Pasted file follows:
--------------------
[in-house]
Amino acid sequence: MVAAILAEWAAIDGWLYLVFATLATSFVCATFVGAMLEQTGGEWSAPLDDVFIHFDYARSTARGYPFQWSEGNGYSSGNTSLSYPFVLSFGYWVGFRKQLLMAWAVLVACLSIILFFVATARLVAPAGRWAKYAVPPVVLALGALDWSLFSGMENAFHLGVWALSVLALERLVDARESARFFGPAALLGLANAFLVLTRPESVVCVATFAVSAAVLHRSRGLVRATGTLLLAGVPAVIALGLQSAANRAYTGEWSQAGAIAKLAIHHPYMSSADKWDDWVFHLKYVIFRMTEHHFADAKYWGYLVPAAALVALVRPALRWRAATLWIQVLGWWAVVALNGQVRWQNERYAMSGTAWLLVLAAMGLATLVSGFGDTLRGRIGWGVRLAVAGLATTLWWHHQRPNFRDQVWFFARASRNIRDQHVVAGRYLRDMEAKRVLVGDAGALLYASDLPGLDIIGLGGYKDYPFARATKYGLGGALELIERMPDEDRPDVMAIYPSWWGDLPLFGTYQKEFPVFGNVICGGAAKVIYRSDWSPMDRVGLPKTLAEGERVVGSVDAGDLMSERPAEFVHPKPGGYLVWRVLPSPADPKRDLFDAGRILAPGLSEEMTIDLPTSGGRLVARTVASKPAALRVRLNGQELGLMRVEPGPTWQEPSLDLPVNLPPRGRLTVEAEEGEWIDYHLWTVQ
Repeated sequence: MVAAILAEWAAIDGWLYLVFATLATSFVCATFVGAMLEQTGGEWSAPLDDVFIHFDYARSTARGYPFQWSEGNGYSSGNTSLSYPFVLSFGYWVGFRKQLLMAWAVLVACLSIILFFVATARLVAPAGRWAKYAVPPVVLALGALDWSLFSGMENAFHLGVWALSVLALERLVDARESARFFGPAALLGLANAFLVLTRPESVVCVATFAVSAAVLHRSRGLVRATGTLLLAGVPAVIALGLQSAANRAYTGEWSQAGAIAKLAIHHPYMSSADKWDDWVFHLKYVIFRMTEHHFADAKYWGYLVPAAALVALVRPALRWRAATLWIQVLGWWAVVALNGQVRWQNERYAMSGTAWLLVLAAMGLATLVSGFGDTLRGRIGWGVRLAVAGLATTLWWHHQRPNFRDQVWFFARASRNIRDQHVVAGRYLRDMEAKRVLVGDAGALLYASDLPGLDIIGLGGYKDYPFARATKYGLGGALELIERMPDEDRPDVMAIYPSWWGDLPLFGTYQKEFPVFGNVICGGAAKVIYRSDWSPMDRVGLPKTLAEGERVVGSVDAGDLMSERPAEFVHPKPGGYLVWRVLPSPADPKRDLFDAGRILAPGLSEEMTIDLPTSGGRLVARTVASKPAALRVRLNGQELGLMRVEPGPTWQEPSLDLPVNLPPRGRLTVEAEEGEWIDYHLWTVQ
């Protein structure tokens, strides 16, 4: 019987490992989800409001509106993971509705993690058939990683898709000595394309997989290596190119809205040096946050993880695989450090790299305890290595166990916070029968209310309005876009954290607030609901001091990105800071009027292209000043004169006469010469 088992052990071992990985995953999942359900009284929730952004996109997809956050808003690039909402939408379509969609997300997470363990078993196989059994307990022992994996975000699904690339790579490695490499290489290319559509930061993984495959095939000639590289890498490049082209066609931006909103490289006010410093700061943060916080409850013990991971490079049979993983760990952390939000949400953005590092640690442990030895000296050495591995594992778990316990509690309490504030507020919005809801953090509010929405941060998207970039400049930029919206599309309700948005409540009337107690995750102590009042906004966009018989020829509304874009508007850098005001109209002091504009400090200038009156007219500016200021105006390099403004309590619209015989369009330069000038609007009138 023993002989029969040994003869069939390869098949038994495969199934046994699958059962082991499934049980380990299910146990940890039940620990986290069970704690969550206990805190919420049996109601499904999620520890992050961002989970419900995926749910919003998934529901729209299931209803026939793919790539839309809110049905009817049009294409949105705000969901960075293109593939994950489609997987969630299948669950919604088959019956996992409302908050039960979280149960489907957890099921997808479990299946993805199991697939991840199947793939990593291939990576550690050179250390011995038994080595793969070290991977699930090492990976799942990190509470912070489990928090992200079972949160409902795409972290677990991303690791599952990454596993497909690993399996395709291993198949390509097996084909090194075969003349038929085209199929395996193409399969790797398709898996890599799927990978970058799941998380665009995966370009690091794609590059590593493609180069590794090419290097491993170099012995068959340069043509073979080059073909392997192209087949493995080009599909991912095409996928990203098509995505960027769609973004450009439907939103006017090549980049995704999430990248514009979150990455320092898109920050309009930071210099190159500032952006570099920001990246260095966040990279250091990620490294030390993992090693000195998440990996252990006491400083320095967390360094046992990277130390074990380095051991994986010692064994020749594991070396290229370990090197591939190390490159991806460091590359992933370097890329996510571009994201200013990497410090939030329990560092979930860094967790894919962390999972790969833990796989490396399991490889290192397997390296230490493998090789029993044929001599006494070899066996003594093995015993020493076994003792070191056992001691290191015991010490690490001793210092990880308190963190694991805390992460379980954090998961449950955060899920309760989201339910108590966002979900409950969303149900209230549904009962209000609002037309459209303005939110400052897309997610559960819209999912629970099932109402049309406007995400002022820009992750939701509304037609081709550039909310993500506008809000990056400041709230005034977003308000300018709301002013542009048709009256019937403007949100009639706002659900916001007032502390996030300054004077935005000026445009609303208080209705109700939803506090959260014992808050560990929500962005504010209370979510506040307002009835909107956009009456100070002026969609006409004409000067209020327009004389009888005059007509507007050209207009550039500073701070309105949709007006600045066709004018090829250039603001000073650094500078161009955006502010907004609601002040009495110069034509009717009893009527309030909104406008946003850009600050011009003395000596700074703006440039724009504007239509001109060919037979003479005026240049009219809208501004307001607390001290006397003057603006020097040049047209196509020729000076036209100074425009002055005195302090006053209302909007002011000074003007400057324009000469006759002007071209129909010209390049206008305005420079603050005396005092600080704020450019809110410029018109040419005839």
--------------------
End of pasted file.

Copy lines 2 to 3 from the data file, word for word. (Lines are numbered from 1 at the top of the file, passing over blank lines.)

Amino acid sequence: MVAAILAEWAAIDGWLYLVFATLATSFVCATFVGAMLEQTGGEWSAPLDDVFIHFDYARSTARGYPFQWSEGNGYSSGNTSLSYPFVLSFGYWVGFRKQLLMAWAVLVACLSIILFFVATARLVAPAGRWAKYAVPPVVLALGALDWSLFSGMENAFHLGVWALSVLALERLVDARESARFFGPAALLGLANAFLVLTRPESVVCVATFAVSAAVLHRSRGLVRATGTLLLAGVPAVIALGLQSAANRAYTGEWSQAGAIAKLAIHHPYMSSADKWDDWVFHLKYVIFRMTEHHFADAKYWGYLVPAAALVALVRPALRWRAATLWIQVLGWWAVVALNGQVRWQNERYAMSGTAWLLVLAAMGLATLVSGFGDTLRGRIGWGVRLAVAGLATTLWWHHQRPNFRDQVWFFARASRNIRDQHVVAGRYLRDMEAKRVLVGDAGALLYASDLPGLDIIGLGGYKDYPFARATKYGLGGALELIERMPDEDRPDVMAIYPSWWGDLPLFGTYQKEFPVFGNVICGGAAKVIYRSDWSPMDRVGLPKTLAEGERVVGSVDAGDLMSERPAEFVHPKPGGYLVWRVLPSPADPKRDLFDAGRILAPGLSEEMTIDLPTSGGRLVARTVASKPAALRVRLNGQELGLMRVEPGPTWQEPSLDLPVNLPPRGRLTVEAEEGEWIDYHLWTVQ
Repeated sequence: MVAAILAEWAAIDGWLYLVFATLATSFVCATFVGAMLEQTGGEWSAPLDDVFIHFDYARSTARGYPFQWSEGNGYSSGNTSLSYPFVLSFGYWVGFRKQLLMAWAVLVACLSIILFFVATARLVAPAGRWAKYAVPPVVLALGALDWSLFSGMENAFHLGVWALSVLALERLVDARESARFFGPAALLGLANAFLVLTRPESVVCVATFAVSAAVLHRSRGLVRATGTLLLAGVPAVIALGLQSAANRAYTGEWSQAGAIAKLAIHHPYMSSADKWDDWVFHLKYVIFRMTEHHFADAKYWGYLVPAAALVALVRPALRWRAATLWIQVLGWWAVVALNGQVRWQNERYAMSGTAWLLVLAAMGLATLVSGFGDTLRGRIGWGVRLAVAGLATTLWWHHQRPNFRDQVWFFARASRNIRDQHVVAGRYLRDMEAKRVLVGDAGALLYASDLPGLDIIGLGGYKDYPFARATKYGLGGALELIERMPDEDRPDVMAIYPSWWGDLPLFGTYQKEFPVFGNVICGGAAKVIYRSDWSPMDRVGLPKTLAEGERVVGSVDAGDLMSERPAEFVHPKPGGYLVWRVLPSPADPKRDLFDAGRILAPGLSEEMTIDLPTSGGRLVARTVASKPAALRVRLNGQELGLMRVEPGPTWQEPSLDLPVNLPPRGRLTVEAEEGEWIDYHLWTVQ